Orpheus and Eurydice by Niccolò dell’Abbate

Niccolò is best known for his mythological landscape subjects. Apollo, a Greek god, gave his son Orpheus a lyre (harp) and taught him how to play. Orpheus played with such perfection that even Apollo was surprised. It is said that nothing could resist his music and melody, neither enemies nor beasts. Even trees and rocks were entranced with his music.

Orpheus fell in love with Eurydice, a woman of unique beauty and grace, whom he married and lived happily with for a short time. However, when Hymen was called to bless the marriage, he predicted that their perfection was not meant to last.

Artist: Niccolò dell’Abbate
Title: Orpheus and Eurydice
Date first half of 16th century
Medium oil on canvas
Dimensions Height: 188 cm (74 in). Width: 237 cm (93.3 in).
Current location: National Gallery

Niccolò dell’Abbate
1512 – 1571

Niccolò dell’Abbate, was an Italian Mannerist painter in fresco and oils He was of the Emilian school, and was part of the team of artists called the School of Fontainebleau that introduced the Italianate Renaissance to France.

He trained together with Alberto Fontana in the studio of Antonio Begarelli, a local Modenese sculptor; early influences included Ferrarese painters such as Garofalo and Dosso Dossi He specialized in long friezes with secular and mythological subjects, including for the Palazzo dei Beccherie (1537); in various rooms of the Rocca di Scandiano owned by the counts Boiardo he created 12 frescoes, one for each book of The Aenid, and notably a courtly ceiling Concert composed of a ring of young musicians seen in perspective, Sotto in Su (early 1540s), and the Hercules Room in the Rocca Meli Lupi at Soragna (c 1540–43), and possibly the loggia frescoes removed from Palazzo Casotti at Reggio Emilia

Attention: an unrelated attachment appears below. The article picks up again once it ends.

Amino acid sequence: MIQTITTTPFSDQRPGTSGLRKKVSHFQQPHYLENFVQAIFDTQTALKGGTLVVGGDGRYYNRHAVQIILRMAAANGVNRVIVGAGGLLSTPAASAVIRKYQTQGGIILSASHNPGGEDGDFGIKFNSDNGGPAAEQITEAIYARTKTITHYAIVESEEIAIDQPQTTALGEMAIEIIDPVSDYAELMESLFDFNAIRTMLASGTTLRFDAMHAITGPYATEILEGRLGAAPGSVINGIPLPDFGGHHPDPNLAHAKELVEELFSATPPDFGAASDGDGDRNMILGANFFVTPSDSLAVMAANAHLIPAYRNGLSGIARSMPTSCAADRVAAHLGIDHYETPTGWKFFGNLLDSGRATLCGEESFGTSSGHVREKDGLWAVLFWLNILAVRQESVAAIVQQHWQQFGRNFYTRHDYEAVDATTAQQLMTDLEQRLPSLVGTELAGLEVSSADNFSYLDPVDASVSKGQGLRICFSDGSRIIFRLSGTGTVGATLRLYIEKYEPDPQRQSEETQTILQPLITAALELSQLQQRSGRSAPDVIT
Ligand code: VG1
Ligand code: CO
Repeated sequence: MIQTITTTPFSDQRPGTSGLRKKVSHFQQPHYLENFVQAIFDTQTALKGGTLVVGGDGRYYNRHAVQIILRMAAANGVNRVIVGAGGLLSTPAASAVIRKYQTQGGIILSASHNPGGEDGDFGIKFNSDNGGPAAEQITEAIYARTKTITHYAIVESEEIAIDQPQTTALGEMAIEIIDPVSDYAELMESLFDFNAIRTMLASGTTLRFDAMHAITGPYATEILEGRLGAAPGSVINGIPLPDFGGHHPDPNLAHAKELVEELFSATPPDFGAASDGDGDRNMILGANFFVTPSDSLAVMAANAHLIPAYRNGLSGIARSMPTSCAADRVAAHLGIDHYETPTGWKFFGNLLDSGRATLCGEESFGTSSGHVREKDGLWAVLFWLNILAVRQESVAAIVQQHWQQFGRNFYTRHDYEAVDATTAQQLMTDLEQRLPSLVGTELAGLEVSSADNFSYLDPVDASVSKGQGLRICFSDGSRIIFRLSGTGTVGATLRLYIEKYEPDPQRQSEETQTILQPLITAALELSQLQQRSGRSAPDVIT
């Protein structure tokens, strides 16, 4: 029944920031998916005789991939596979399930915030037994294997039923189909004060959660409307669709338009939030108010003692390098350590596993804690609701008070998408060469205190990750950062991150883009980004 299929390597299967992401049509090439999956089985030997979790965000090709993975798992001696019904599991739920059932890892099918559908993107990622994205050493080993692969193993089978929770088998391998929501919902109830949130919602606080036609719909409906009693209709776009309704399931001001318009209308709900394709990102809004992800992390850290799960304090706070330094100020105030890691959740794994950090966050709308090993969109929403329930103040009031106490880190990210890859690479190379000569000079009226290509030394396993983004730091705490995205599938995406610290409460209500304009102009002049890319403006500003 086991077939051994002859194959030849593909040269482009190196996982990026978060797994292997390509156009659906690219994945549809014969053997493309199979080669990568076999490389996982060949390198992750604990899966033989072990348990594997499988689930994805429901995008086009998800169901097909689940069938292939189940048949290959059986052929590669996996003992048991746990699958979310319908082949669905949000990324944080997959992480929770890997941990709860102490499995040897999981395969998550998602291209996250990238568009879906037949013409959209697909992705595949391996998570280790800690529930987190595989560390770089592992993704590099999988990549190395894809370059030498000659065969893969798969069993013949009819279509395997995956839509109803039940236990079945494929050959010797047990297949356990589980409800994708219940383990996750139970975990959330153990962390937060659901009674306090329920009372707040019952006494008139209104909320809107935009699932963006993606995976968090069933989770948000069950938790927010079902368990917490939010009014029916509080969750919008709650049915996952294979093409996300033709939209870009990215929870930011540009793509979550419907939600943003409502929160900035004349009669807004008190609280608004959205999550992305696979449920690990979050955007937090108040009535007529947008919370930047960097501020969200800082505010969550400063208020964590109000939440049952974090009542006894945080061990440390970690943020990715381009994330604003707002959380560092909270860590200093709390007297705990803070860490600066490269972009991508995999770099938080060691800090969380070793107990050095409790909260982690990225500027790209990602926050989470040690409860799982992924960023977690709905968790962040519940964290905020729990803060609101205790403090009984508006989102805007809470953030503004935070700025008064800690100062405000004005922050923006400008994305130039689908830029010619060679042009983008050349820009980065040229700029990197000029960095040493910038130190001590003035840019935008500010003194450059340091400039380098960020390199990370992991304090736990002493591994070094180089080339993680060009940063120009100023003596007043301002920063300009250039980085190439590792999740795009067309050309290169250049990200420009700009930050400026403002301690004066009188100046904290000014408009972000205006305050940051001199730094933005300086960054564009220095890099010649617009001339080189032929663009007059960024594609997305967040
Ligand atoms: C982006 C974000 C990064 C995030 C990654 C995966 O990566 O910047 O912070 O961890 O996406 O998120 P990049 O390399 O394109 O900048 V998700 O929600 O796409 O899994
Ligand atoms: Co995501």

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His style was modified by exposure to Correggio and Parmigianino, when he moved to Bologna in 1547 In Bologna, most of his painting depicted elaborate landscapes and aristocratic genre scenes of hunting and courtly loves, often paralleled in mythologic narratives It was during this time that he decorated the Palazzo Poggi, and executed a cycle of frescoes illustrating Orlando Furioso in the ducal palace at Sassuolo, near Modena Bologna is also the location of his illustrations for Ariosto’s Orlando Furioso, and where he was celebrated in a sonnet which compares him to Raphael and Titian among others One of his early pieces that cemented his reputation was the Martyrdom of St Peter and St Paul, in the church of the abbey of San Pietro, Modena

Niccolò is best known for his mythological landscape subjects, which introduced the Flemish world landscape into French art, such as the Orpheus and Landscape with the Death of Eurydice in the National Gallery, London and the Rape of Prosperine in the Louvre, and for his profuse and elegant drawings Not many of his frescoes have survived; however the Louvre does have a collection of his drawings Many of his canvasses were burnt in 1643, by the Austrian regent, Anne Some of his landscapes for Charles IX were influential for the 17th century painters Claude Lorrain and Nicolas Poussin